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New Scott ad hits Nelson as ‘party line voter’

"That’s what’s wrong with our broken Congress," a person says in Scott's latest ad.
A woman, apparently at The Villages, as featured in a new ad from Rick Scott's Senate campaign (screen shot from video)
A woman, apparently at The Villages, as featured in a new ad from Rick Scott's Senate campaign (screen shot from video)
Published May 15, 2018|Updated May 15, 2018

Rick Scott looks to undercut Sen. Bill Nelson's moderate image with a new TV ad calling the Democrat a "party line voter."

The ad, which will run statewide and continues a blitz from Scott's campaign, tosses in a jab about Nancy Pelosi, too.

"That's what's wrong with our broken Congress. Everybody is a party line voter and Bill Nelson is one of those," an unidentified person says in the ad.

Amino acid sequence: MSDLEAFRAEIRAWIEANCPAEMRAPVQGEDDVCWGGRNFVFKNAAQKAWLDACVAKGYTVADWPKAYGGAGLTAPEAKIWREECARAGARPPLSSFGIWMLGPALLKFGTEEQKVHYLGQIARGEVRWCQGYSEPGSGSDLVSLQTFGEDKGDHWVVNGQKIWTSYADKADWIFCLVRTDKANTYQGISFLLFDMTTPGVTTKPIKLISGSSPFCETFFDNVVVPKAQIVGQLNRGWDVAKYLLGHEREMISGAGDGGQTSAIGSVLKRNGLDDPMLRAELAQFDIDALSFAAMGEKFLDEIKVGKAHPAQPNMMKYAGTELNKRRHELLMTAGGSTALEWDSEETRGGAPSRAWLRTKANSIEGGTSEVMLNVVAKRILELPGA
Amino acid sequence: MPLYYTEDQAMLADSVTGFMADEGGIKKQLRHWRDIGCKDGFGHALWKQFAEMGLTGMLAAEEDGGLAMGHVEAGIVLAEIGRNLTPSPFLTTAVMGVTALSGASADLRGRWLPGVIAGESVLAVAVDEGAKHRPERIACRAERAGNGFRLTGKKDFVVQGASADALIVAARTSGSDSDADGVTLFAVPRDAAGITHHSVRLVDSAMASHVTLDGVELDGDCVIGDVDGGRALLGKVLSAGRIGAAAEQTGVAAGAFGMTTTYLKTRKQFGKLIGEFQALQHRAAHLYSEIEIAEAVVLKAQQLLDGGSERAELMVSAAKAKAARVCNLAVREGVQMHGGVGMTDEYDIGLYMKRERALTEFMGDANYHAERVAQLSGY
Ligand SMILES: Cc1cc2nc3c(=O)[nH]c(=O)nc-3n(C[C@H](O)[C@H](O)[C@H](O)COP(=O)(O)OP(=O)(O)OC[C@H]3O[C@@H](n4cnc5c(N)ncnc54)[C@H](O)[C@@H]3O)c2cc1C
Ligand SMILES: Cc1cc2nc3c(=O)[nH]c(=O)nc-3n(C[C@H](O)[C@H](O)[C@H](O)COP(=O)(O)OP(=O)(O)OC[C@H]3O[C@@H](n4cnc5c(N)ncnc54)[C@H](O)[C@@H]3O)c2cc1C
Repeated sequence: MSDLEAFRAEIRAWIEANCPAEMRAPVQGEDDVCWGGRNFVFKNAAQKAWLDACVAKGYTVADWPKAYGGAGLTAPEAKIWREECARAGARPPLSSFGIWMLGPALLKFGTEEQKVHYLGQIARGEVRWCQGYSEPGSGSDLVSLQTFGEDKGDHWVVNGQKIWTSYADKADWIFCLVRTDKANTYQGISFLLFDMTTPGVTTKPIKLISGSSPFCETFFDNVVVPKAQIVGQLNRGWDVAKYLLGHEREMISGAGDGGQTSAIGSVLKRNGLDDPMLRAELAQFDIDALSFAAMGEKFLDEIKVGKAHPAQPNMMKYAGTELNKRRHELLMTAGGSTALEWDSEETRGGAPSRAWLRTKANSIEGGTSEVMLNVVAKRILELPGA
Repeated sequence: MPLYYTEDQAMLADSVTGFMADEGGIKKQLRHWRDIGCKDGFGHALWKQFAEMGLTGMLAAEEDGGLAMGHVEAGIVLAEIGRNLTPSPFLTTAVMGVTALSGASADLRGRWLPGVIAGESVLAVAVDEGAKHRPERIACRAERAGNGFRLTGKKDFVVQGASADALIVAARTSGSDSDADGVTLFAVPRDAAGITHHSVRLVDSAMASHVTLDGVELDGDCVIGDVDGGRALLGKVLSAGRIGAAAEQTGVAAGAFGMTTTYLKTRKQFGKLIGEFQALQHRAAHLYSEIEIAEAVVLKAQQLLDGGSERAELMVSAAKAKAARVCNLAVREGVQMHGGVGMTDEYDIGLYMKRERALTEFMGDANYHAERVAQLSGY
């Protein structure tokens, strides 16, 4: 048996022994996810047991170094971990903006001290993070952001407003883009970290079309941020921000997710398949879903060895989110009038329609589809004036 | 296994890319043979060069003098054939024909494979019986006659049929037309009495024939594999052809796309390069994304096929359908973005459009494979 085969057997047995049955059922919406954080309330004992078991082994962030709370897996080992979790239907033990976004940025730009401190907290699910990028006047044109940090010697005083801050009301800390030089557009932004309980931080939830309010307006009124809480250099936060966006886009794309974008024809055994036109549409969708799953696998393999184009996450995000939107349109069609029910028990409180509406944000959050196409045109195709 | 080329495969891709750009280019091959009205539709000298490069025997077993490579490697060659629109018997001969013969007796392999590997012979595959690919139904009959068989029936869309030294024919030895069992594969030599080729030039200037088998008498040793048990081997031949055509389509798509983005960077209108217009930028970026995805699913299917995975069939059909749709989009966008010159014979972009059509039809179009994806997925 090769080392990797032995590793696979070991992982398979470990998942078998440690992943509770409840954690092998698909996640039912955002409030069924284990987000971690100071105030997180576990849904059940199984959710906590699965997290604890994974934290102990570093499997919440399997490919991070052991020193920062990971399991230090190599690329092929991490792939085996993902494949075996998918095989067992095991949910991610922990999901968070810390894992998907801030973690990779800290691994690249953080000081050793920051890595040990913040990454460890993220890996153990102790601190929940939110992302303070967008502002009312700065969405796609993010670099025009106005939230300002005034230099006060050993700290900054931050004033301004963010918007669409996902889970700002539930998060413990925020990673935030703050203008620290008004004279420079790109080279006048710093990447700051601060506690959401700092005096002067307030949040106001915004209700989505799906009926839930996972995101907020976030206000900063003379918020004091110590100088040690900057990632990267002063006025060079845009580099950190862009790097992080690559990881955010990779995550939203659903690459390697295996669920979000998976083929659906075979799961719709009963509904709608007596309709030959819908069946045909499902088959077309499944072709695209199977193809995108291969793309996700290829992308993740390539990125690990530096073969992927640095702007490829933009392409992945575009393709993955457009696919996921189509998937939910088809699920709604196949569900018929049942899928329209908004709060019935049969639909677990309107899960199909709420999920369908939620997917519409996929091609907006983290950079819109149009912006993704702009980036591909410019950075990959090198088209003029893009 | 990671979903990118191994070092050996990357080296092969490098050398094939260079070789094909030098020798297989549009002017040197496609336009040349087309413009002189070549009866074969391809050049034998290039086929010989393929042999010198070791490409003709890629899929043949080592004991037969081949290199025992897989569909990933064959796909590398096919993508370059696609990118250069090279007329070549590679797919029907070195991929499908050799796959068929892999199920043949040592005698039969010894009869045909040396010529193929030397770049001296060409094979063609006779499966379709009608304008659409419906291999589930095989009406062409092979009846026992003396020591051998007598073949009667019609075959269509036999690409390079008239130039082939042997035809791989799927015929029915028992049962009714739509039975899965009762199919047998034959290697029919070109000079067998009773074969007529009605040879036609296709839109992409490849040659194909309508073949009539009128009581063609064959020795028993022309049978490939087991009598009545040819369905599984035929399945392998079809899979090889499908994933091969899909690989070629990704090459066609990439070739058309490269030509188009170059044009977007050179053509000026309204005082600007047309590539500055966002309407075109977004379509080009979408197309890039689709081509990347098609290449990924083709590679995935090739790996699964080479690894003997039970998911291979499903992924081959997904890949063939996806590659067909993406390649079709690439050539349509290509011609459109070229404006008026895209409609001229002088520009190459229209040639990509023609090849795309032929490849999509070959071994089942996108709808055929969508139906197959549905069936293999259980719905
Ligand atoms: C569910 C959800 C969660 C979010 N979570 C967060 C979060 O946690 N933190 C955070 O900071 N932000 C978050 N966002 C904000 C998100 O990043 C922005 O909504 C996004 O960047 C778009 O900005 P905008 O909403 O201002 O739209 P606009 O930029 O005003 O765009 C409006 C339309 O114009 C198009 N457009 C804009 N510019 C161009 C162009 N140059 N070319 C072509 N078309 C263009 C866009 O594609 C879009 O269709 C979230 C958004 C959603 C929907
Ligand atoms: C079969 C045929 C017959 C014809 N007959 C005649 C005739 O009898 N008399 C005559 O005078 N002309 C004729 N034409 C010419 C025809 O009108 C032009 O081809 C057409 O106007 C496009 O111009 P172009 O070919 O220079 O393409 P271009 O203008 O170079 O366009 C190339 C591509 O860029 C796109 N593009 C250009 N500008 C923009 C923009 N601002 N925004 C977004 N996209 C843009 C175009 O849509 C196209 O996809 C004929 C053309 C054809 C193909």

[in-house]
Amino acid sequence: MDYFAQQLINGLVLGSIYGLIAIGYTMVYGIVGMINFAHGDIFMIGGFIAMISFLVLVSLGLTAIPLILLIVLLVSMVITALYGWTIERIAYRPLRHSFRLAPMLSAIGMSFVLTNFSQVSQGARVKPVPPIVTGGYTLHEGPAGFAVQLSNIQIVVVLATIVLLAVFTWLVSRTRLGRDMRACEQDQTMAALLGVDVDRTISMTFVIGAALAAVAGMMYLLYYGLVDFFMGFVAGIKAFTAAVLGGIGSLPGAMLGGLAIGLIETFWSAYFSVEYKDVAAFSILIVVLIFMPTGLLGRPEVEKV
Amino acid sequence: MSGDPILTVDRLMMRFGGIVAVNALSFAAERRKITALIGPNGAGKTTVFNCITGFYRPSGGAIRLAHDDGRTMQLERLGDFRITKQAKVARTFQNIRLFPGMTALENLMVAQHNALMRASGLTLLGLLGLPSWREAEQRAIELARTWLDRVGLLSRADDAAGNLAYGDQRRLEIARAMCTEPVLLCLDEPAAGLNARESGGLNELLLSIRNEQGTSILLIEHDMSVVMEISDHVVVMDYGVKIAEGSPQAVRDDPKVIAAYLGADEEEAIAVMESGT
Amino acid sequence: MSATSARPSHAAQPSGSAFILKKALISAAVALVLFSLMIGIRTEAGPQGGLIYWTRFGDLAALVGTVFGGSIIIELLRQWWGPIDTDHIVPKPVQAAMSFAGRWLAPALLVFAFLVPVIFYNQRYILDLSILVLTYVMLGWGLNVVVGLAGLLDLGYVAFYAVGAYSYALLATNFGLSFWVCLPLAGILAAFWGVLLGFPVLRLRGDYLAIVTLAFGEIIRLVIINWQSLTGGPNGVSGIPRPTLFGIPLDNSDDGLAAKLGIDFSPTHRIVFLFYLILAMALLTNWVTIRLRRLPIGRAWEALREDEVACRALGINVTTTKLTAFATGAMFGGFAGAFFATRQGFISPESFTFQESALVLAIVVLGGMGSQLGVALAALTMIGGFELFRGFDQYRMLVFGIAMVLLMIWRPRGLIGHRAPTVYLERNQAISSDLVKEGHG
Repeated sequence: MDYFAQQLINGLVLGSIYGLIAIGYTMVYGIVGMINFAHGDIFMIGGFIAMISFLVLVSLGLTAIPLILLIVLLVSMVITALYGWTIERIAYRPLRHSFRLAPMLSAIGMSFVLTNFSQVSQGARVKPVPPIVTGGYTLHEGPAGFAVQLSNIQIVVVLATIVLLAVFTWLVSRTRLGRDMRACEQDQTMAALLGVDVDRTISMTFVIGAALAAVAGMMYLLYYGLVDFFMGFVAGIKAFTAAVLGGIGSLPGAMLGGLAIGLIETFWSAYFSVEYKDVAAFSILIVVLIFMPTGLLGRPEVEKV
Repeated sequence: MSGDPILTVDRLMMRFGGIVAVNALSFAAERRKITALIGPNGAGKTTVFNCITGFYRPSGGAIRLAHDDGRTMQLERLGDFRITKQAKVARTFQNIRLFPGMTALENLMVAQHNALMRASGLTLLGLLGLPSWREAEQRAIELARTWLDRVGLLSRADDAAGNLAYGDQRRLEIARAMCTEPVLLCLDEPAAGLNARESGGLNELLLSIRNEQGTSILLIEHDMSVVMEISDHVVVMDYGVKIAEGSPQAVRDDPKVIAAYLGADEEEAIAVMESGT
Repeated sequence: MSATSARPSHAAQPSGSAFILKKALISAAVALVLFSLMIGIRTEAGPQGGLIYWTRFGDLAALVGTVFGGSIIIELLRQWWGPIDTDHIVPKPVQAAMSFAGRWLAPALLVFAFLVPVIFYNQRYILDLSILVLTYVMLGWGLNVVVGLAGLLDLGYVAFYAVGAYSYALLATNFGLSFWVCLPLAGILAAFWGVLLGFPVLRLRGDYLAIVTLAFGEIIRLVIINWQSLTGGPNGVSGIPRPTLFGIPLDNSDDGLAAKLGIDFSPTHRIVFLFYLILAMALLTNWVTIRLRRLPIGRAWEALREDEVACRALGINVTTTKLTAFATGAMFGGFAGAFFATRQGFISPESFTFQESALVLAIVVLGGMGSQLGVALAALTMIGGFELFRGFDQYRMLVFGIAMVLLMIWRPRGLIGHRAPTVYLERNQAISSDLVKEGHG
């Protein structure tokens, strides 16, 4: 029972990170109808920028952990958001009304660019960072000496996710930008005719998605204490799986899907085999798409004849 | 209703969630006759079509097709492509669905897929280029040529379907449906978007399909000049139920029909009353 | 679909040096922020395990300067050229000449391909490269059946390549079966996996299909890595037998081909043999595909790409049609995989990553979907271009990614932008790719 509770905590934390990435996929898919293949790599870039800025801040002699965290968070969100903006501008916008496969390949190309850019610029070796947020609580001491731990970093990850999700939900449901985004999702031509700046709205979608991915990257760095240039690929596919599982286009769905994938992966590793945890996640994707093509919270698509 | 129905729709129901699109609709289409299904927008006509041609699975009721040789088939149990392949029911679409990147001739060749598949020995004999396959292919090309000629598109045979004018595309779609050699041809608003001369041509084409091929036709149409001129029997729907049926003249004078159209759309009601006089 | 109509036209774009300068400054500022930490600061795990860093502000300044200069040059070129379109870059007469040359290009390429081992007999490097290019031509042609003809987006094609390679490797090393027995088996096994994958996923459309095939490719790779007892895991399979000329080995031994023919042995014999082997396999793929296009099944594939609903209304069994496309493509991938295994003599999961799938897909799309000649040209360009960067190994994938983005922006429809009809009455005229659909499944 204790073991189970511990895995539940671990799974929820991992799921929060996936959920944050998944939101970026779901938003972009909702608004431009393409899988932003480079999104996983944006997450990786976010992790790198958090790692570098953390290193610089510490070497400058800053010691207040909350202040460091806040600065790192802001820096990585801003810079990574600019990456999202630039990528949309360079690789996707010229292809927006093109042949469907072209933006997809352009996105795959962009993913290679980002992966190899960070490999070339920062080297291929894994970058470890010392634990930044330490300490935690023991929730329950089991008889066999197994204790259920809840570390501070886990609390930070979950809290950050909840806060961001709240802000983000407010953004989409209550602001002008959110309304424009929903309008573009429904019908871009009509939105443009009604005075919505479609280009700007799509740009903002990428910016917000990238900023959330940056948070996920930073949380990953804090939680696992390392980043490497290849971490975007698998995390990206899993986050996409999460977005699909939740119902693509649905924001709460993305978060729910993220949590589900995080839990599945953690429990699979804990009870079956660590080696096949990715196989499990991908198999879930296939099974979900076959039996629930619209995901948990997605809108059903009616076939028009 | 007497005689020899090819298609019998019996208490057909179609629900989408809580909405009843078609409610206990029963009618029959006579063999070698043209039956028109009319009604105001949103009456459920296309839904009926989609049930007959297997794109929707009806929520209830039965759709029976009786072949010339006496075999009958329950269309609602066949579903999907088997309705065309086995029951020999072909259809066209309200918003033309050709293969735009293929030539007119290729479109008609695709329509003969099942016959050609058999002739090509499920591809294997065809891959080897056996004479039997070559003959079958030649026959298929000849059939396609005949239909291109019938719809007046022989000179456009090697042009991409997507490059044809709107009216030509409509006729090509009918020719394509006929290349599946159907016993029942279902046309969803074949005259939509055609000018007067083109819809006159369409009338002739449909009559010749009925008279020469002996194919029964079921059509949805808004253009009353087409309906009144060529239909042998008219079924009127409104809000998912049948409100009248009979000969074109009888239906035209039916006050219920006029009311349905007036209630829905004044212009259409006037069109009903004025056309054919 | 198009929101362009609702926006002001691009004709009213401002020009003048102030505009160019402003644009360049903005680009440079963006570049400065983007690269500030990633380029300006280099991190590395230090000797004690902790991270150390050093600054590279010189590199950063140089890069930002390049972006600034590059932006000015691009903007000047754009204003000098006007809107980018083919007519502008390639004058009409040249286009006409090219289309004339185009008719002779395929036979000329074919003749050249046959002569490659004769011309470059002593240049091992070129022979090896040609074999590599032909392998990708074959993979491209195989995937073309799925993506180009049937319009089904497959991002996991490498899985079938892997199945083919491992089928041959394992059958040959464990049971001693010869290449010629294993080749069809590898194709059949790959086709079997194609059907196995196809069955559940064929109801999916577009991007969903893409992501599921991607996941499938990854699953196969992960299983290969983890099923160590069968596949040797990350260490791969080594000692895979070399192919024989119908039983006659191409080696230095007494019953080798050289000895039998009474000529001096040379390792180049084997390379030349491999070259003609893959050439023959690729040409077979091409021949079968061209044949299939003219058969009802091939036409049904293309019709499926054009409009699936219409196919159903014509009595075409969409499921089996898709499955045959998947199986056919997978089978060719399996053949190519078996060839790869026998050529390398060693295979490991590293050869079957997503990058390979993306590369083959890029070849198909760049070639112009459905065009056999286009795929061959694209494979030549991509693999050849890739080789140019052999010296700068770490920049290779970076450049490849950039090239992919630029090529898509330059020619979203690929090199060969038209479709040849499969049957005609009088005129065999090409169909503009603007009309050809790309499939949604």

Says another, "I think Nancy Pelosi is a huge influence on the Democratic party and Bill Nelson."

Scott's campaign would not provide contacts for the people featured in the video, which appears to have been made at The Villages. The governor has already spent more than $5 million on ads, not counting this one or a Spanish-language spot released Monday. Allies, including a super PAC, have added roughly $3 million.

Nelson hasn't gone on TV. (Democratic groups have spent $185,000 on the race, according to ad tracking data published by NBC News.)

"For eight years, Rick Scott ran a one-party rule state and now, he's doing and saying anything to be part of the one-party rule in Washington," said Nelson spokeswoman Carlie Waibel. "Bill Nelson has a long record of working across the aisle and has been recognized for it, including passing legislation to keep oil rigs off Florida's coast, bringing back our space program and working to restore the Everglades."

He has long emphasized reaching across the aisle and has teamed up repeatedly with Republican Sen. Marco Rubio. He's been a reliable vote for major Democratic legislation — just as Republicans are for Republican issues.

Yet with other factors taken into account, Nelson lands somewhere in the middle of bipartisanship scorecards, ranking No. 37 in a 2017 study.

The ad raises the question of where Scott would break with his party. He made some shifts on oil drilling and guns.


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